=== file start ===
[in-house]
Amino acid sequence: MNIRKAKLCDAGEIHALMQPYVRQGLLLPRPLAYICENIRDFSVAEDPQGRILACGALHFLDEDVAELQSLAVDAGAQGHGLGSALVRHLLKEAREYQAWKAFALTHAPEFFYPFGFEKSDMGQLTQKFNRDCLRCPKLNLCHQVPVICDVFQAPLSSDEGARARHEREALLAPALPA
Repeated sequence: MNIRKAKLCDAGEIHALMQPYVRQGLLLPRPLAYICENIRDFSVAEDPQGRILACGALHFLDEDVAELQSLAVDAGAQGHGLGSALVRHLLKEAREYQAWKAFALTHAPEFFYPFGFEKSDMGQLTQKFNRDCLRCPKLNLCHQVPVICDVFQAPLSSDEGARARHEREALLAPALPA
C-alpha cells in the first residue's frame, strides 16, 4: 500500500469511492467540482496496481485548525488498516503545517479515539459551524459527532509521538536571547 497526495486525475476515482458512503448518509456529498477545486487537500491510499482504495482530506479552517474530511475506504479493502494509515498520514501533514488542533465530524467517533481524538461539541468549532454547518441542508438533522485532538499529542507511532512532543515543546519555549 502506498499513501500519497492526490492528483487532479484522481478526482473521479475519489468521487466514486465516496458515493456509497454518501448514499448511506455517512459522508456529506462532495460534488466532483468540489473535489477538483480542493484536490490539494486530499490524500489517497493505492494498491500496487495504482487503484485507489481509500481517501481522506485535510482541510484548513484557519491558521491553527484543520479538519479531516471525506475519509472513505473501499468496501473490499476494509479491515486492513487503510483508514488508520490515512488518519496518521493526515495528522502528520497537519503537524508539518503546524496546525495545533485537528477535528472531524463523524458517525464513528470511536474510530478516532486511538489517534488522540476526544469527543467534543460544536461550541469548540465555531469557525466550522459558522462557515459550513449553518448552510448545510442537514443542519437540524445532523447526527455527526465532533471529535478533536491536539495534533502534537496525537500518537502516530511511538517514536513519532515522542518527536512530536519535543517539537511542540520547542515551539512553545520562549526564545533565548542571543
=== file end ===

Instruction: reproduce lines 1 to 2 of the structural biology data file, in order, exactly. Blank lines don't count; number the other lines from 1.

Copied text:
[in-house]
Amino acid sequence: MNIRKAKLCDAGEIHALMQPYVRQGLLLPRPLAYICENIRDFSVAEDPQGRILACGALHFLDEDVAELQSLAVDAGAQGHGLGSALVRHLLKEAREYQAWKAFALTHAPEFFYPFGFEKSDMGQLTQKFNRDCLRCPKLNLCHQVPVICDVFQAPLSSDEGARARHEREALLAPALPA